Sunday, March 11, 2012
Life Without Principle
Life Without Principle, Johnnie To's latest of his more personal works, took three long years to get from page to screen. This method of filming is not unusual for To, fitting in shooting as and when the schedules of cast and crew allow, often resulting in a fluid and changing storyline. This approach can result in problems, so it's to To and his team of writers credit that even with it's fractured and non linear narrative, all of Life Without Principle's plot elements are kept tight and easy to follow.
Three interlocking stories revolve around a wily loan shark's (Lo Hoi Pang) bank withdrawal of 10 Million HK$ during the disastrous Greek financial meltdown in 2008. Characters weave in and around each other as the ripples of the crisis shatter the fragile monetary dreams of thousands of Hong Kongers. Following low level Triad Panther (Lau Ching Wan), a fiercely loyal man, completely out of time with not only his fellow Triads but also the world around him. A clerk at the bank, Teresa (Denise Ho), who is struggling to reach her sales quota and is in danger of losing her job as a result, and a cop Inspector Cheung (Richie Jen), a workaholic with plenty on his mind, a dying father and a wife (Myolie Wu) who is pressing him, desperate to buy a flat they can't afford. Twists of fate and circumstance combining to potentially change the lives of these seemingly unconnected people.
Much has been made of the film's lack of action and violence compared to To's other films and as a result has been heralded as a departure in the director's filmography. While it's true that none of the gunplay To is famous for is present and the plotting in both content and execution is significantly different to any of his other films, I would describe it as a departure in disguise. Aside from much of the film being set in a gangland milieu, Life Without Principle concerns itself with the same kind of fate, coincidence and irony that the best of his movies do and pulses with the same kind of black humour, making it easily recognisable as a Johnnie To film.
Filled with new faces to the Milkyway Image universe alongside many of the To regulars, these new faces add to the feeling of opening up and expanding the film's scope to embrace all the facets of Hong Kong's identity, rather than the insular world To's characters usually inhabit. The result is the movie feels like it has a chance to breathe and actually say something more than is usual for a To film. If it's commentary is somewhat pessimistic, given the culture of money madness that exists in Hong Kong, it's hard to argue against it and it is truly a film for and about Hong Kong people. For this viewer at least, it's less about what is being said and more about how it's being said. Dense with minutiae, the background is often as interesting as the foreground and the immaculate photography makes it a pleasure to study.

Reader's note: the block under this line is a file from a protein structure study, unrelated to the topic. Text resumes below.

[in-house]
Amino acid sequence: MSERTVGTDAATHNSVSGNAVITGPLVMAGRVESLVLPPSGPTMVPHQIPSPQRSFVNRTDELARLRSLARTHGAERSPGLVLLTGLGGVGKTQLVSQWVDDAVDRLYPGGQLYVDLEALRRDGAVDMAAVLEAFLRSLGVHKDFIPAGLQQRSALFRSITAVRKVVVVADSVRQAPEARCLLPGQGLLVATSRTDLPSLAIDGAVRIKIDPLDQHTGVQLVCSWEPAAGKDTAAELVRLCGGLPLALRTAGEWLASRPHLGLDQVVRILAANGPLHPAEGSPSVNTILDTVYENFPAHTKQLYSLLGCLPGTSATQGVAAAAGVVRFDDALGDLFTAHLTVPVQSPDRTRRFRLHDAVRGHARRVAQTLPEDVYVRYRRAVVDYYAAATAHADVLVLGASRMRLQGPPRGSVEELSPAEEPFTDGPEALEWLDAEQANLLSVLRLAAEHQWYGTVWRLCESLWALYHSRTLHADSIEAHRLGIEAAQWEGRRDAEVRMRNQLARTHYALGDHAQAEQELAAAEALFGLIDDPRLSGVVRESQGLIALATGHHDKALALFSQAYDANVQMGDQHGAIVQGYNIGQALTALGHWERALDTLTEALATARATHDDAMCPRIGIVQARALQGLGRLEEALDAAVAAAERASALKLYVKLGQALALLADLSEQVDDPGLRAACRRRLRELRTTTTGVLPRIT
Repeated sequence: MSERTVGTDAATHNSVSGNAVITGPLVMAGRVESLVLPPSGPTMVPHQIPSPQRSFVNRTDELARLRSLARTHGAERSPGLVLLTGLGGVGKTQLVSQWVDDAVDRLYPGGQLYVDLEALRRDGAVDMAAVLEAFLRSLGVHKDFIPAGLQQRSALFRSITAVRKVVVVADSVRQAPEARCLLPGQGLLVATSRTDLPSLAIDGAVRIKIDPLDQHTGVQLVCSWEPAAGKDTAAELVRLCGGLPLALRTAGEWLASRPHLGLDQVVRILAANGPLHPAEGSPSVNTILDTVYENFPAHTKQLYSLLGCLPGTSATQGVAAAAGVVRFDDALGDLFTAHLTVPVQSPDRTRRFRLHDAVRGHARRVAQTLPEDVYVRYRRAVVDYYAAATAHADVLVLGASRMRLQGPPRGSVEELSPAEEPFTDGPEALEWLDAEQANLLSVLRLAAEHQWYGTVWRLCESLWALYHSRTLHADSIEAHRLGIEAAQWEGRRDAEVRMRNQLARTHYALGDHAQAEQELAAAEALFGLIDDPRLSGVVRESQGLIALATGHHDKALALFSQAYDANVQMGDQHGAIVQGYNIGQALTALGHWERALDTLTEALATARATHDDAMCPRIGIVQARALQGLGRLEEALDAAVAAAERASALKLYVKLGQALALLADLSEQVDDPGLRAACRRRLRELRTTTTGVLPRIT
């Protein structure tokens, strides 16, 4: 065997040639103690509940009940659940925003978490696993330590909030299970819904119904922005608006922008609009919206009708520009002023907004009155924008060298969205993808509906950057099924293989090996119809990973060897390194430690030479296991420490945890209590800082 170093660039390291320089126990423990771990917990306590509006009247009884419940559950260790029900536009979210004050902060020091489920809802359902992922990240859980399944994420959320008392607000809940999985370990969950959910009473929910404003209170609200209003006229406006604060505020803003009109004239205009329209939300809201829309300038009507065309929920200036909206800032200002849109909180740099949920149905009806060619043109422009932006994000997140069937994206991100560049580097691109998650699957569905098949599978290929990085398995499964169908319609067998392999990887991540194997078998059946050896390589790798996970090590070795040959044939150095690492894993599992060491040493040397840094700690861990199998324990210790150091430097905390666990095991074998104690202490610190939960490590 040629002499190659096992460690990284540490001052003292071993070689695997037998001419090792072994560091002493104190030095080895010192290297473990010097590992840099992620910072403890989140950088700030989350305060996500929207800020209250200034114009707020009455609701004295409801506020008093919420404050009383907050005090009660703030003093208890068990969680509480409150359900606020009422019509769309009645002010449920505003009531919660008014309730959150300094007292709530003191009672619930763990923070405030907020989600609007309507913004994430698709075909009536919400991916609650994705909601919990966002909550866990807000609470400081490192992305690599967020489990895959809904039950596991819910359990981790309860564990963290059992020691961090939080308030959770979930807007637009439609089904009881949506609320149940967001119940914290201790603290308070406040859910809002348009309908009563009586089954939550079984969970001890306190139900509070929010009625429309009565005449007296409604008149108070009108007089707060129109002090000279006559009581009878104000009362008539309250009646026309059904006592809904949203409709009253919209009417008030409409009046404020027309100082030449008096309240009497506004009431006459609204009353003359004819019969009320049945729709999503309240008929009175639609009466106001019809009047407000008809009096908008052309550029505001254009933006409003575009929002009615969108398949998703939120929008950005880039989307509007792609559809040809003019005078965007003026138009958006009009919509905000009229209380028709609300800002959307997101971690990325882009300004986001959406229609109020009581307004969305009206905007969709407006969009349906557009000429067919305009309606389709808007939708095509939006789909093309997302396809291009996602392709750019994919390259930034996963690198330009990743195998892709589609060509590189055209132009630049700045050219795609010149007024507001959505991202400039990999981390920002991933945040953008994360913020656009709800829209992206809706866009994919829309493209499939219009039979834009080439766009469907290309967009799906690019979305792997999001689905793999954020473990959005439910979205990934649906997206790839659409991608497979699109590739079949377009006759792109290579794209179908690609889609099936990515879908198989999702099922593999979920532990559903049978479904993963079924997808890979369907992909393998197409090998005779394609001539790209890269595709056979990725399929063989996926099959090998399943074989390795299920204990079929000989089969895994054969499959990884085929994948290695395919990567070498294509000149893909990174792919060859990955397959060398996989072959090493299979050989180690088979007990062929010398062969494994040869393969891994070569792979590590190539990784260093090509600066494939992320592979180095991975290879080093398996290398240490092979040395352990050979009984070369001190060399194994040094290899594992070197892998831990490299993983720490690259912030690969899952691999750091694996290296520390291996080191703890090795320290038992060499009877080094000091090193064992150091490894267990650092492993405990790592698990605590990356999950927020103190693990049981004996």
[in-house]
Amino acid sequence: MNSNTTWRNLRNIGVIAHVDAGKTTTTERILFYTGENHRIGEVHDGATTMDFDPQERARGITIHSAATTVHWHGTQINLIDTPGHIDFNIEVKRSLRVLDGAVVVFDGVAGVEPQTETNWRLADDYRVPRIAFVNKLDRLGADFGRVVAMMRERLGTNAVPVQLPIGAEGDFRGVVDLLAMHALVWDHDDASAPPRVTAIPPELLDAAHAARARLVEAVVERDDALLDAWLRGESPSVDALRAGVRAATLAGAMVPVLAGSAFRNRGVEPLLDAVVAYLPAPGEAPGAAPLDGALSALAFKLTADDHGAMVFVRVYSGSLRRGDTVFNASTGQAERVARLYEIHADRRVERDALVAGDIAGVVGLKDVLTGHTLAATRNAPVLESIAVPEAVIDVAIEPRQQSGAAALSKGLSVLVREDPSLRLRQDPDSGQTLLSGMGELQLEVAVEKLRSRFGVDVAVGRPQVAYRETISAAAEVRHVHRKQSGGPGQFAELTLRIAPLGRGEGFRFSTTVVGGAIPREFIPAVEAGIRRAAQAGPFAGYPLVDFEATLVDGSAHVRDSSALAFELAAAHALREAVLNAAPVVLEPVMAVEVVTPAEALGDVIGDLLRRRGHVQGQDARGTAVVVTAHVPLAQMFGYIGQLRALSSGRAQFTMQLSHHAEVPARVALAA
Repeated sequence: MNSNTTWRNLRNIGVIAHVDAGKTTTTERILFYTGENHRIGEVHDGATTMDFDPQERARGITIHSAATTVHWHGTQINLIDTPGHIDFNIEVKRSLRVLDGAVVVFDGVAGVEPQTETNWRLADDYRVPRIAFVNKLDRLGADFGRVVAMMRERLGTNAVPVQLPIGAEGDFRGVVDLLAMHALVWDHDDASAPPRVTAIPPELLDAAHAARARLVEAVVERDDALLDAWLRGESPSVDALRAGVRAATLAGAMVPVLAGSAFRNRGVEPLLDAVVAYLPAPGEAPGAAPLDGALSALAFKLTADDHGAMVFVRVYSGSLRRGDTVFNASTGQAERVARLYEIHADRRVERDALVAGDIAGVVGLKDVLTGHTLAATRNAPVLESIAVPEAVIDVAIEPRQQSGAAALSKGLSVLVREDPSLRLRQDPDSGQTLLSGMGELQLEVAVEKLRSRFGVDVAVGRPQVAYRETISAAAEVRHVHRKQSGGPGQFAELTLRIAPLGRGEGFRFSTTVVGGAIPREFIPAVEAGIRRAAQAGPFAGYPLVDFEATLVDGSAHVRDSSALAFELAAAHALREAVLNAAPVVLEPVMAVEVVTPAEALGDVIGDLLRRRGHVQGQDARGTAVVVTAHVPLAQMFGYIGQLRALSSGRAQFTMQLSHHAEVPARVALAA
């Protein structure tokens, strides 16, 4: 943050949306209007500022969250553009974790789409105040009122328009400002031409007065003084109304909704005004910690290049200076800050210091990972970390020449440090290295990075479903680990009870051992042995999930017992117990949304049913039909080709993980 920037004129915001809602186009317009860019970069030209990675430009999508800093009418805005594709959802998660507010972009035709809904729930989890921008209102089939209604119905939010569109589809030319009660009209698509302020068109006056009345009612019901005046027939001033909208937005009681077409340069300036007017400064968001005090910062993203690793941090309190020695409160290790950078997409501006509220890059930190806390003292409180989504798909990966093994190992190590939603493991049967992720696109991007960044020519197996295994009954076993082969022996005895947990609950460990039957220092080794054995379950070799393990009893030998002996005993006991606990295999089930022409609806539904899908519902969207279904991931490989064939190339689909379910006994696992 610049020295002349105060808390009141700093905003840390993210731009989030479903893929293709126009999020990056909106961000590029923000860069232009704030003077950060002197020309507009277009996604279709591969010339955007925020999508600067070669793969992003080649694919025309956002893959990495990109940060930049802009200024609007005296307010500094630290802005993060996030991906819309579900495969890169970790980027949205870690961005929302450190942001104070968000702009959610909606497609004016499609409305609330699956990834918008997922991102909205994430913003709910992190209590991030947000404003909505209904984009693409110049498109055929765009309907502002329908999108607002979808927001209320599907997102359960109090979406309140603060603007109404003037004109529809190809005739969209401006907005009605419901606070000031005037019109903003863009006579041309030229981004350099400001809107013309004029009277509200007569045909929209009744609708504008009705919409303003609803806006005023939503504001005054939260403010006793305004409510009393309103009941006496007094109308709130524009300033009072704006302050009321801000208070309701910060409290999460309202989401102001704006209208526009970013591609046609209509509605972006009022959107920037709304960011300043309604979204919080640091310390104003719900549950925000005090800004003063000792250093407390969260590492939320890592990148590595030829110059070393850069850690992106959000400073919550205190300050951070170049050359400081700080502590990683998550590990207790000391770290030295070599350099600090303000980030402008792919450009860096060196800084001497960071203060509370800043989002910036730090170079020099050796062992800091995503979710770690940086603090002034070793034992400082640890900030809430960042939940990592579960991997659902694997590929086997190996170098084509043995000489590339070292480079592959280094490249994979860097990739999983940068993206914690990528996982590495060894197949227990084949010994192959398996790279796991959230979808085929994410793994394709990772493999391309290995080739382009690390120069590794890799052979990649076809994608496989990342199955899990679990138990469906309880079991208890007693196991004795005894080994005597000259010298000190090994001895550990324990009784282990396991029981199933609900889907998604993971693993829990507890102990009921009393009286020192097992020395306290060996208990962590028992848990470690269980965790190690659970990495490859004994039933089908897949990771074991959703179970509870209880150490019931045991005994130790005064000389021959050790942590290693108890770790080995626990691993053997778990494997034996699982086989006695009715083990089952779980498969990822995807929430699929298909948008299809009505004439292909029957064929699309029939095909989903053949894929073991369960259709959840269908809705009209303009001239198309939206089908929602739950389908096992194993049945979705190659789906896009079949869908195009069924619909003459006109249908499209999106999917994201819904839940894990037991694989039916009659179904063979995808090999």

Life Without Principle is filled with superb performances, from some of the smallest of parts through to Lau Ching Wan's commanding presence. The wealth of razor sharp characterisations for even what amount to little more than walk on roles adds a real earthy richness to the film, the importance of which cannot not be underestimated. Without mentioning everyone, Lo Hoi Pang is great fun, as are Cheung Siu Fai, Felix Chong and Keung Ho Man. Denise Ho is good and convinces in her dilemmas but the stand out is Lau Ching Wan. Complete with a believable eye tick, Lau plays a brutish criminal with childlike enthusiasm, his belief in the loyalty of the sworn brothers is highly amusing and almost touching in both it's intensity and outdatedness.
The film does have a few issues, although they feel like nitpicking really. Most notable is the relative weakness of Richie Jen's Cheung story arc. He and his wife's story is given the least amount of screen time and while it works and makes sense within the confines of the film, it certainly could have been further developed to give Jen, who has developed into a very good actor, the chance to shine a little more. In addition, purely based on my own expectations as much as anything, I thought the three stories could have maybe converged a little more but again, the resolution works and makes sense, so it feels harsh to criticise it for that.
So, a new type of Johnnie To film but not really, it will be interesting to see where To goes from here (Mainland rom-coms aside) with his next film. While Life Without Principle is not top tier Johnnie To it is comfortably the best of 2011's Hong Kong films I've seen so far, it has wit and quality in spades and a standout performance from Lau Ching Wan more than worthy of winning the best actor award at the forthcoming Hong Kong Film Awards.